• Unless specified, most filter carts are sold with open-end transfer wands fitted to the delivery and suction hose ends designed to slide easily into the reservoir openings of the donor and recipient reservoirs. In a program designed to filter contaminants from the oil, this type of delivery fitting can allow moisture and dirt contamination into the respective reservoirs during the transfer process. To combat this, and ensure a contamination-free transfer process, fit the filter cart delivery/return hose ends and reservoir fill/drain ports with quick-lock-style couplings. As the reservoir is now airtight, it will also require a quality desiccant-style breather to be fitted and, in the case of larger capacity reservoir, a closed-loop expansion tank.
• Specify kink-resistant flexible suction and delivery hose to prevent pump cavitation. Clear hoses allow a visual reference of the oil flowing through the lines.
• The cart’s electric motor will require access to electricity. Ensure that an electrical outlet is within easy reach of the unit’s electrical cord. If the cord is short in length, consider mounting a retractable electrical cord caddy on the unit with enough cord length to reach the nearest electrical outlet.
• Paint a lined box similar to a lay-down area as close as possible to the oil reservoir that’s to be serviced. This allows a cart to be positioned and used quickly without obstruction, and within reach of its hose and wand assemblies.
• Place the cart on a preventive-maintenance (PM) check program prior to every use to ensure the unit’s filters don’t go into bypass mode from being too dirty. MT
Contributing editor Ken Bannister is co-author, with Heinz Bloch, of the book Practical Lubrication for Industrial Facilities, 3rd Edition (The Fairmont Press, Lilburn, GA). As managing partner and principal consultant for Engtech Industries Inc. (Innerkip, Ontario), he specializes in the implementation of lubrication-effectiveness reviews to ISO 55001standards, asset-management systems, and training. Contact him at email@example.com, or telephone 519-469-9173.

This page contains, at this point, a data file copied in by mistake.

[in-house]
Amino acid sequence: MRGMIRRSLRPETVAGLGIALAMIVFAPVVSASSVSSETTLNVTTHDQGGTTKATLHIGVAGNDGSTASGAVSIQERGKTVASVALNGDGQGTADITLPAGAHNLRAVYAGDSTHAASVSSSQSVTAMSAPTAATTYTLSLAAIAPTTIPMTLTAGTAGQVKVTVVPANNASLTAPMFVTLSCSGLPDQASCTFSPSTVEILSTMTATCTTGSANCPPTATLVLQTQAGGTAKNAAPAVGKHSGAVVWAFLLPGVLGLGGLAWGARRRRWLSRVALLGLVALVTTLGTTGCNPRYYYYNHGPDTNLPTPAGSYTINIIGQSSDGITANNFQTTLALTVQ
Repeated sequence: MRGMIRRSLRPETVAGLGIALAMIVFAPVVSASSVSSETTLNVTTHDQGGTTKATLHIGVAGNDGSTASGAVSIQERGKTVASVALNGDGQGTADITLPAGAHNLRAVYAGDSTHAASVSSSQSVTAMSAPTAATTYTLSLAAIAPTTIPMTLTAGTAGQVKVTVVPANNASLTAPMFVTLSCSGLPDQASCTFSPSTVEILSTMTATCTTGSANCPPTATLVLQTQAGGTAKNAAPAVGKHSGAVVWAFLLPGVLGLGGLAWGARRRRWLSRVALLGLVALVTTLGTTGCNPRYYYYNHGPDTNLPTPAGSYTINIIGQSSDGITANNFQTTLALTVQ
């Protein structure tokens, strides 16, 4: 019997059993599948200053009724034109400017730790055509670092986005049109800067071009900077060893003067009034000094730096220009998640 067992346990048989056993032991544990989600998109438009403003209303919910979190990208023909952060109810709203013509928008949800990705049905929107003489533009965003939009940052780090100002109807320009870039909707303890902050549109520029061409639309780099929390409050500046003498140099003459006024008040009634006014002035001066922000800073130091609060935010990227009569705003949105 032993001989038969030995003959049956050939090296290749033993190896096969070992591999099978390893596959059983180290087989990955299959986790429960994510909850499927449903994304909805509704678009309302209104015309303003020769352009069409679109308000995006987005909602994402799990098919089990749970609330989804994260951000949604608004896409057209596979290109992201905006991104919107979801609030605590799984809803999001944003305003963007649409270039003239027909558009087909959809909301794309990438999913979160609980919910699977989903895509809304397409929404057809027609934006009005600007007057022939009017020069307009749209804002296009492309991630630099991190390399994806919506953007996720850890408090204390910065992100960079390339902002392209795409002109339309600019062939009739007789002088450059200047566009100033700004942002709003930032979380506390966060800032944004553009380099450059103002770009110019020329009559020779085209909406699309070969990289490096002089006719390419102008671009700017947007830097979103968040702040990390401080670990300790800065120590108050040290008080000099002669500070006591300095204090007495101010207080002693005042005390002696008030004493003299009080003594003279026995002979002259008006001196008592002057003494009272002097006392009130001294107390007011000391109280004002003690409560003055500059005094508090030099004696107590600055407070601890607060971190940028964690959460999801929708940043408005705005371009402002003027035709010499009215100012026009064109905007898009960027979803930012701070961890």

The wrong lubrication-delivery line can compromise the reliability of your production equipment.
By Ken Bannister, MEch Eng (UK), CMRP, MLE, Contributing Editor
During lubrication-training workshops, I ask participants to name the components that make up a centralized lubrication system. Most will answer in the context of an automated-delivery system by citing the pump, reservoir, metering devices, and pump controller. Rarely do they actually include the lube-delivery lines in their answers.
Lubrication-delivery lines are important and integral components within centralized lubrication systems—be they state-of-the-art automated designs or simple, manual arrangements. Specifying the wrong type can put machinery reliability at risk.
The function of a lubrication-delivery line is straightforward: It must connect a bearing point to a lubricant source (indirectly from a meter or gang block, or directly from the pump) and allow the lubricant to be contained within the line to flow without constriction. As lube-delivery systems are hydraulic in nature, the line must also be capable of withstanding pressures ranging from hundreds to, in some cases, many thousand of pounds-per-square-inch (psi) of pressure.
Listen to the latest in a series of monthly lubrication-related podcasts with Ken Bannister. This edition of the podcast focuses on lubrication-delivery line matters.
Line size and material
Correct choice of size and material is essential if a lubricant-delivery line is to provide reliable service. For the most part, the line plays a passive role within a centralized system and is typically fixed to the side of a machine (the exception being where a lubricated part moves independently of a piece of fixed machinery, in which case, the line is used to provide the flexible connection.) Before a delivery line can be specified, however, a number of basic questions regarding the overall lube-system design must be answered, including:
Is this system automated or manual? The answer is crucial in assessing line material, diameter, and wall thickness, which relate specifically to the line’s material-burst pressure rating.
• Manual systems designed to “gang” grease nipples in a central block can be lubricated by grease guns capable of developing as much as 15,000 psi.